BACKGROUND:

beta-Alanine (betaA) has been shown to improve performance during cycling. This study was the first to examine the effects of betaA supplementation on the onset of blood lactate accumulation (OBLA) during incremental treadmill running.

METHODS:

Seventeen recreationally-active men (mean +/- SE 24.9 +/- 4.7 yrs, 180.6 +/- 8.9 cm, 79.25 +/- 9.0 kg) participated in this randomized, double-blind, placebo-controlled pre/post test 2-treatment experimental design. Subjects participated in two incremental treadmill tests before and after 28 days of supplementation with either betaA (6.0 g.d-1)(betaA, n = 8) or an equivalent dose of Maltodextrin as the Placebo (PL, n = 9). Heart rate, percent heart rate maximum (%HRmax), %VO2max@OBLA (4.0 mmol.L-1 blood lactate concentration) and VO2max (L.min-1) were determined for each treadmill test. Friedman test was used to determine within group differences; and Mann-Whitney was used to determine between group differences for pre and post values (p < 0.05).

RESULTS:

The betaA group experienced a significant rightward shift in HR@OBLA beats.min-1 (p < 0.01) pre/post (161.6 +/- 19.2 to 173.6 +/- 9.9) but remained unchanged in the PL group (166.8 +/- 15.8 to 169.6 +/- 16.1). The %HRmax@OBLA increased (p < 0.05) pre/post in the betaA group (83.0% +/- 9.7 to 88.6% +/- 3.7) versus no change in the PL group (86.3 +/- % 4.8 to 87.9% +/- 7.2). The %VO2max@OBLA increased (p < 0.05) in the betaA group pre/post (69.1 +/- 11.0 to 75.6 +/- 10.7) but remained unchanged in the PL group (73.3 +/- 7.3 to 74.3 +/- 7.3). VO2max (L.min-1) decreased (p < 0.01) in the betaA group pre/post (4.57 +/- 0.8 to 4.31 +/- 0.8) versus no change in the PL group (4.04 +/- 0.7 to 4.18 +/- 0.8). Body mass kg increased (p < 0.05) in the betaA group pre/post (77.9 +/- 9.0 to 78.3 +/- 9.3) while the PL group was unchanged (80.6 +/- 9.1 to 80.4 +/- 9.0).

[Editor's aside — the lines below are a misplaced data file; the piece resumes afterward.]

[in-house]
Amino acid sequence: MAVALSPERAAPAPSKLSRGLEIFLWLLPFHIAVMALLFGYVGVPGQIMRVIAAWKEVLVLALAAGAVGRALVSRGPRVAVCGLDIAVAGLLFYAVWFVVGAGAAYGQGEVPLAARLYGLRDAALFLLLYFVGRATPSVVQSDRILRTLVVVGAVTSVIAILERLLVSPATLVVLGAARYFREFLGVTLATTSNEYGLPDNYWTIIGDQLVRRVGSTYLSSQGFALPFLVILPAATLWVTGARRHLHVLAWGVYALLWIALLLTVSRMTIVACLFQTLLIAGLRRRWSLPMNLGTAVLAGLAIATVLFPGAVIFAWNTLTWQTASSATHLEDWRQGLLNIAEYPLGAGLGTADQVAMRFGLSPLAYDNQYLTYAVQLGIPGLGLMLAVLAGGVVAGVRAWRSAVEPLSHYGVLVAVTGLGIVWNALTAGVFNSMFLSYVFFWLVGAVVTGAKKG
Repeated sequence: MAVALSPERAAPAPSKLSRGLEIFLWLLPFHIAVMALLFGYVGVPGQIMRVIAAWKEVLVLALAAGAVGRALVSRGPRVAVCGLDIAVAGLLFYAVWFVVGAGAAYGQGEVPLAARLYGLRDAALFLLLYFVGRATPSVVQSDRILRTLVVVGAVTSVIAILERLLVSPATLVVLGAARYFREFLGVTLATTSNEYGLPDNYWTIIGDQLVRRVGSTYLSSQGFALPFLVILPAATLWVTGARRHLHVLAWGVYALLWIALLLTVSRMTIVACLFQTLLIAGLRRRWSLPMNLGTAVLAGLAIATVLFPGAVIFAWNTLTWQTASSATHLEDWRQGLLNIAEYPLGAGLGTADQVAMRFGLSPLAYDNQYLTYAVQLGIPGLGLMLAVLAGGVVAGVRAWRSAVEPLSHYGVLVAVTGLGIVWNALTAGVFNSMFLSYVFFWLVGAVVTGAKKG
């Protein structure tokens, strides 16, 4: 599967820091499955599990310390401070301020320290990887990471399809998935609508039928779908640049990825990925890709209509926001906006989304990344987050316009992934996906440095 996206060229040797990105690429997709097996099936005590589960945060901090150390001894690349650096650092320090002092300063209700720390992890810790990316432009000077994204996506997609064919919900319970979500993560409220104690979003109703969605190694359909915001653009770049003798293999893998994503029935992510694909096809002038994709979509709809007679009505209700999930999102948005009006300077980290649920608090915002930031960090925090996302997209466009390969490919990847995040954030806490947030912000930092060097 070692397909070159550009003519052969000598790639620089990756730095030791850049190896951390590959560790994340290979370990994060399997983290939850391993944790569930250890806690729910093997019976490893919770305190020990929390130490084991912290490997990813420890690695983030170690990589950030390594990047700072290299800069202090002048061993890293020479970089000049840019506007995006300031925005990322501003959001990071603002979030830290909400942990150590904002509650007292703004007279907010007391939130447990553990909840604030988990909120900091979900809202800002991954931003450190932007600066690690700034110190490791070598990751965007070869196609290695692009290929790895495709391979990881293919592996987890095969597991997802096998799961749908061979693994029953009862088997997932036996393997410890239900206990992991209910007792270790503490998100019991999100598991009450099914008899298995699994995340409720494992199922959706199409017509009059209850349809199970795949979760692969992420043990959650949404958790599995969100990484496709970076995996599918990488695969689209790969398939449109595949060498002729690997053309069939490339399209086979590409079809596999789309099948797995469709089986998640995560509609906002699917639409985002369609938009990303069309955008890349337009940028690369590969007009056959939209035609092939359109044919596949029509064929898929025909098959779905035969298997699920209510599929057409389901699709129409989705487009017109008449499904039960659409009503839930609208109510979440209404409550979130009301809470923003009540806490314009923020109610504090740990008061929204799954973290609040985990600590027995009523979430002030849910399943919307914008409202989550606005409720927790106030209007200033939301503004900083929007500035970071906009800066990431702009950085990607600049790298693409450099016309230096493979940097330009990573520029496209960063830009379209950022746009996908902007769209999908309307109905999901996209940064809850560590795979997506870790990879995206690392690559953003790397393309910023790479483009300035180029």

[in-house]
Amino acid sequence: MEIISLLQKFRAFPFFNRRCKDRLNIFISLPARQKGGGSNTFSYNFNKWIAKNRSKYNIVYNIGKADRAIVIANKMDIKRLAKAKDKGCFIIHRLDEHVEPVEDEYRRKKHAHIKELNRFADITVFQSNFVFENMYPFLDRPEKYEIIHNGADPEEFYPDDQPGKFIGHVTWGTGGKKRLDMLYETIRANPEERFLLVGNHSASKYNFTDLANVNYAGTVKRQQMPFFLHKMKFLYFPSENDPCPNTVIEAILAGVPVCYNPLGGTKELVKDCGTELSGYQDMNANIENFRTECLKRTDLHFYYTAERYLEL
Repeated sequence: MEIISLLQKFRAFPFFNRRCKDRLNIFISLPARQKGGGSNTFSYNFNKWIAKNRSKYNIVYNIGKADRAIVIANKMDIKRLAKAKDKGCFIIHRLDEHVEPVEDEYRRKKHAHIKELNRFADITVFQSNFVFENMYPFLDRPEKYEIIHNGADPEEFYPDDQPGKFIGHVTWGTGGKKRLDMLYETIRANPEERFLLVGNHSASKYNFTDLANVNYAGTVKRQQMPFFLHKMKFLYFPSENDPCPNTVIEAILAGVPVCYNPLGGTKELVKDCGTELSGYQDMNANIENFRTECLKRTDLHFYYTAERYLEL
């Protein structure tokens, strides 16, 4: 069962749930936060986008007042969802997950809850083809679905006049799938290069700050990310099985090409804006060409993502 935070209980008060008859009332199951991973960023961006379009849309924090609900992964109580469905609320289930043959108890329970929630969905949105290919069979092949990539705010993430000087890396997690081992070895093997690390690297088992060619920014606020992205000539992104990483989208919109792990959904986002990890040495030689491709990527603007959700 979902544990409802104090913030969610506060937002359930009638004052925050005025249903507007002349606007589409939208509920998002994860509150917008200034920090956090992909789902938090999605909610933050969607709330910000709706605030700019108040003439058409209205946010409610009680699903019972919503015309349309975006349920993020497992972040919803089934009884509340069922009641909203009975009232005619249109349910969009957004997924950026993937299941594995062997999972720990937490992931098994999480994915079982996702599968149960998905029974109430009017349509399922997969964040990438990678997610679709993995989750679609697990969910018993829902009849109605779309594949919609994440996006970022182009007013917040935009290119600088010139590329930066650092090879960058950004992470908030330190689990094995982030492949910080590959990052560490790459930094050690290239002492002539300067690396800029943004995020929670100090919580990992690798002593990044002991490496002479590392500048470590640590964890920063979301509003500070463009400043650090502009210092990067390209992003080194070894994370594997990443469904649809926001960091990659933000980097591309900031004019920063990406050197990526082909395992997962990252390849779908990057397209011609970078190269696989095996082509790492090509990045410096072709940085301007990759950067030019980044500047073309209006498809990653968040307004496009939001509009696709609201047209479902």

CONCLUSIONS:

betaA supplementation for 28 days enhanced sub-maximal endurance performance by delaying OBLA. However, betaA supplemented individuals had a reduced aerobic capacity as evidenced by the decrease in VO2max values post supplementation.

FULL article:

http://www.ncbi.nlm.nih.gov/pmc/articles/PMC2887393/?tool=pubmed

 

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